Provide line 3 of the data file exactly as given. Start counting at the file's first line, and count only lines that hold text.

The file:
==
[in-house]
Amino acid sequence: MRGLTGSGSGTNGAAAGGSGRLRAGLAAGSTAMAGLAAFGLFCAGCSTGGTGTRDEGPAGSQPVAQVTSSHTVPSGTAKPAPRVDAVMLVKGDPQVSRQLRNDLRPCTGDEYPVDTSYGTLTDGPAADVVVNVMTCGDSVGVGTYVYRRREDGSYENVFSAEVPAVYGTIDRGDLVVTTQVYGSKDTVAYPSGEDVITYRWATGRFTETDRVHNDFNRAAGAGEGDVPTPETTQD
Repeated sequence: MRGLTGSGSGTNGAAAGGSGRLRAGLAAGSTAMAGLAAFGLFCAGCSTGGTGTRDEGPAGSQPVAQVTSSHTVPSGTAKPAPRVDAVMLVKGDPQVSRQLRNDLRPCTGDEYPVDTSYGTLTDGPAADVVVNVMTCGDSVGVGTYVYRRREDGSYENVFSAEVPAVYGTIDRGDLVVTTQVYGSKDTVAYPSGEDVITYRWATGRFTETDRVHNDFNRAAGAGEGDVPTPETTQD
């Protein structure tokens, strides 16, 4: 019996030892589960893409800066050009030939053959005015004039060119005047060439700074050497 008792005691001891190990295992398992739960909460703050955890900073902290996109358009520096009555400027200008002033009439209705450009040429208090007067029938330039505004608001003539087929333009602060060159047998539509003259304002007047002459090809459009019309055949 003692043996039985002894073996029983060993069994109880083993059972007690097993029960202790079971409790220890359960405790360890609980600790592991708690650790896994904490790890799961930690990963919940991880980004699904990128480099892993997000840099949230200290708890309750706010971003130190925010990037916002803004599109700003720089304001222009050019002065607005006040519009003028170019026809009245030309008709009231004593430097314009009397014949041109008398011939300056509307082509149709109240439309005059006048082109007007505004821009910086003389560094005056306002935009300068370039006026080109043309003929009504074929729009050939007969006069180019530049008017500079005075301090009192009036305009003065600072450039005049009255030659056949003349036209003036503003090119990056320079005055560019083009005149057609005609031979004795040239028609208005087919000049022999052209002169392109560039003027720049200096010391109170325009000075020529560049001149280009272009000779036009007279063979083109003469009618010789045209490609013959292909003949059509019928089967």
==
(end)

Repeated sequence: MRGLTGSGSGTNGAAAGGSGRLRAGLAAGSTAMAGLAAFGLFCAGCSTGGTGTRDEGPAGSQPVAQVTSSHTVPSGTAKPAPRVDAVMLVKGDPQVSRQLRNDLRPCTGDEYPVDTSYGTLTDGPAADVVVNVMTCGDSVGVGTYVYRRREDGSYENVFSAEVPAVYGTIDRGDLVVTTQVYGSKDTVAYPSGEDVITYRWATGRFTETDRVHNDFNRAAGAGEGDVPTPETTQD